NJ Water Agency Settles Claims Against Ex-Board Members

By Bill Wichert

Law360, Newark (March 23, 2017, 3:13 PM EDT) — A judge on Wednesday approved a roughly $1.1 million settlement between a defunct Newark, New Jersey, water agency and an insurer over the coverage of mismanagement claims against former agency board members, including U.S. Rep. Donald M. Payne Jr., D-N.J., and U.S. Sen. Cory Booker, D-N.J., whose dismissal victory over the claims was being challenged.

U.S. Bankruptcy Judge Vincent F. Papalia signed an order authorizing the deal between the Newark Watershed Conservation and Development Corp. and RSUI Indemnity Co. in connection with litigation accusing the former board members and others of financial mismanagement that led to the agency’s dissolution and federal criminal charges against former agency officials and contractors.

Under the settlement agreement, RSUI is expected to pay $1,162,500 to the corporation and the agency is slated to dismiss its claims against Payne and former board members Vaughn L. McKoy, Oscar S. James II, Rodney B. Johnson, William T. Merritt and Michelle L. Thomas, according to court documents.

Last year, the judge granted Booker’s motion to dismiss the claims against him. As part of the settlement, the agency has agreed to dismiss its pending appeal of that decision, court documents state.

The agreement also prohibits any parties from asserting related claims against the former board members or RSUI in the future, court documents state. The former board members were among the various defendants sued by the agency in November 2015 over the mismanagement leading to the agency’s dissolution in 2013 and the federal criminal proceedings. The corporation filed for Chapter 11 protection in January 2015.

The latest version of the lawsuit alleges that the agency’s board of trustees failed to appropriately monitor Linda Watkins Brashear, then the executive director of the agency, and prevent her unlawful conduct. At the times in question, Booker, as the mayor of Newark, served as the board chairman and Payne was a Newark City Council member.

“The board failed to supervise and monitor Watkins-Brashear, who used the NWCDC and its assets for her personal gain and for the personal gain of her friends and colleagues through numerous transactions that violated applicable New Jersey law and her fiduciary duties as an officer and employee of the NWCDC,” the lawsuit states.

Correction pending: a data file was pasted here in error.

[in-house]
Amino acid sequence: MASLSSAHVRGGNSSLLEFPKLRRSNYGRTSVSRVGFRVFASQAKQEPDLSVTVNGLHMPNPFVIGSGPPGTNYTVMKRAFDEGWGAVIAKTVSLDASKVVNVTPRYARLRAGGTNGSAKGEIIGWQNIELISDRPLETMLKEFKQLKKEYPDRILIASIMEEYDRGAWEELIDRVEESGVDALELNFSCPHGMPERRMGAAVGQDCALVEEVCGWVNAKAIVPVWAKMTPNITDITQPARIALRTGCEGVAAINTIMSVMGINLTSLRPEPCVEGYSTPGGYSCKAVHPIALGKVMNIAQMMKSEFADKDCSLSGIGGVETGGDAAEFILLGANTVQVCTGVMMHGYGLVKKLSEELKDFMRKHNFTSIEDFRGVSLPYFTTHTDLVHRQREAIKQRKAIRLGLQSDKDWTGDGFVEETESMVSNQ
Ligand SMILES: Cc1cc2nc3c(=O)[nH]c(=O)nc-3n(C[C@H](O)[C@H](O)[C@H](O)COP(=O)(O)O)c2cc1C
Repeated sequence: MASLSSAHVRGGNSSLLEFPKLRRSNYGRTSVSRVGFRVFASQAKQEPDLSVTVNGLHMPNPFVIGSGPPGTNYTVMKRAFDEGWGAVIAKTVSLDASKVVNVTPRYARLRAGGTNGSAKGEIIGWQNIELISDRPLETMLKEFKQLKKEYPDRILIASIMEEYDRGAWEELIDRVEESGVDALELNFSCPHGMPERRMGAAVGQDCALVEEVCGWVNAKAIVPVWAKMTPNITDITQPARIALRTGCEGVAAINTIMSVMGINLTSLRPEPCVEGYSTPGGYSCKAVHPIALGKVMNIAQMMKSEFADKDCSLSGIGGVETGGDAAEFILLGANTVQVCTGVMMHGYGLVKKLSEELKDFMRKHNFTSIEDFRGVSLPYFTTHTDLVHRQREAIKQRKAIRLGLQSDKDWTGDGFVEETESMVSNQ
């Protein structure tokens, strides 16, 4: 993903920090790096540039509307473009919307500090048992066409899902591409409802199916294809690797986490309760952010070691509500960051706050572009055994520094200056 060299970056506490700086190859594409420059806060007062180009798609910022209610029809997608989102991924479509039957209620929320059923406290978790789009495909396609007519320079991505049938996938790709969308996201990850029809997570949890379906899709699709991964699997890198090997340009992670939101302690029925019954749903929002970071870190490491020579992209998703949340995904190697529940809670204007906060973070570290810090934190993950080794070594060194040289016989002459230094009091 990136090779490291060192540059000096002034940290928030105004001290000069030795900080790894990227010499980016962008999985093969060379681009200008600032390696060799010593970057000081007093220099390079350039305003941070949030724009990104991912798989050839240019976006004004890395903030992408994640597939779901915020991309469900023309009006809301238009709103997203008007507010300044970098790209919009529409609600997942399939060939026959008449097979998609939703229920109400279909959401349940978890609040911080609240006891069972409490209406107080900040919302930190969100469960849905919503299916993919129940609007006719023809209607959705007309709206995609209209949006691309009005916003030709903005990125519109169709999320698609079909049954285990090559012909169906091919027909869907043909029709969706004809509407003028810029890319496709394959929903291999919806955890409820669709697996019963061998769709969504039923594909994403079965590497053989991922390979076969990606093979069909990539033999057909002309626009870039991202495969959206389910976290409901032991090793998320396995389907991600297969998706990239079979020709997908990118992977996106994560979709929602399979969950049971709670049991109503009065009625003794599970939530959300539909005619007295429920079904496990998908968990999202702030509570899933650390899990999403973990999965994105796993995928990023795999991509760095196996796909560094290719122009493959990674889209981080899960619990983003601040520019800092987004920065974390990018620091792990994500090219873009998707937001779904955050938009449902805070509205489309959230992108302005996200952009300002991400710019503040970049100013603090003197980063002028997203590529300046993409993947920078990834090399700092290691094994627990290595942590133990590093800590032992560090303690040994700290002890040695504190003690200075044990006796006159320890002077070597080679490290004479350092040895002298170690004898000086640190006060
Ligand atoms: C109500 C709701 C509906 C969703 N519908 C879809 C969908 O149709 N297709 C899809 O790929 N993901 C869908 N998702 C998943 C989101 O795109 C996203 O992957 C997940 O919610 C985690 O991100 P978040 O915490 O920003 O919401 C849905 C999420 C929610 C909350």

Brashear pled guilty in December 2015 to pocketing nearly $1 million in kickbacks from contractors seeking work with the organization and an employee who received extra salary payments. She is awaiting sentencing.

Before the lawsuit was filed, six former board members demanded defense and indemnification under a directors and officers liability policy that RSUI had sold to the agency, but the insurer advised them that the company would not cover claims asserted against them in the impending complaint, court documents state.

In May 2016, the agency filed a separate complaint against RSUI and the seven former board members, seeking a declaratory judgment that the claims against the former board members in the underlying lawsuit were covered under the RSUI policy. The dispute ultimately ended up in mediation before the settlement was reached.

The agreement resolves the claims in the coverage litigation as well as the claims against the former board members in the underlying action, court documents state. The maximum coverage available under the RSUI policy was $1.5 million, court documents state. In its application in support of the settlement, the agency noted the potential for not recovering any money under the policy.

“The results of the litigation against RSUI and the former board members involved many complicated issues and the outcome of the litigation was uncertain,” the agency said. “Indeed, RSUI had asserted that no coverage whatsoever was available. Therefore, if the court were not to approve the within settlement, the NWCDC would be exposed to the risk of no recovery under the RSUI policy.”

James A. Scarpone, an attorney representing the agency, told Law360 on Thursday that “it’s always advantageous to settle earlier rather than later after you’ve spent a lot of time, effort and money,” adding that in the bankruptcy setting, creditors “don’t want to wait forever.” Counsel for RSUI could not immediately be reached for comment on Thursday.

The agency is represented by James A. Scarpone, Bruce D. Vargo and John B. Nance of Scarpone & Vargo LLC, and Daniel Stolz of Wasserman Jurista & Stolz PC. RSUI is represented by Aileen Droughton and Copernicus T. Gaza of Traub Lieberman Straus & Shrewsberry LLP.

The cases are Newark Watershed Conservation and Development Corp. v. Linda Watkins- Brashear et al., case number 2:15-ap-02397, and Newark Watershed Conservation and Development Corp. v. RSUI Indemnity Company et al., case number 2:16-ap-01365, both in U.S. Bankruptcy Court for the District of New Jersey.

—Additional reporting by Martin Bricketto. Editing by Stephen Berg.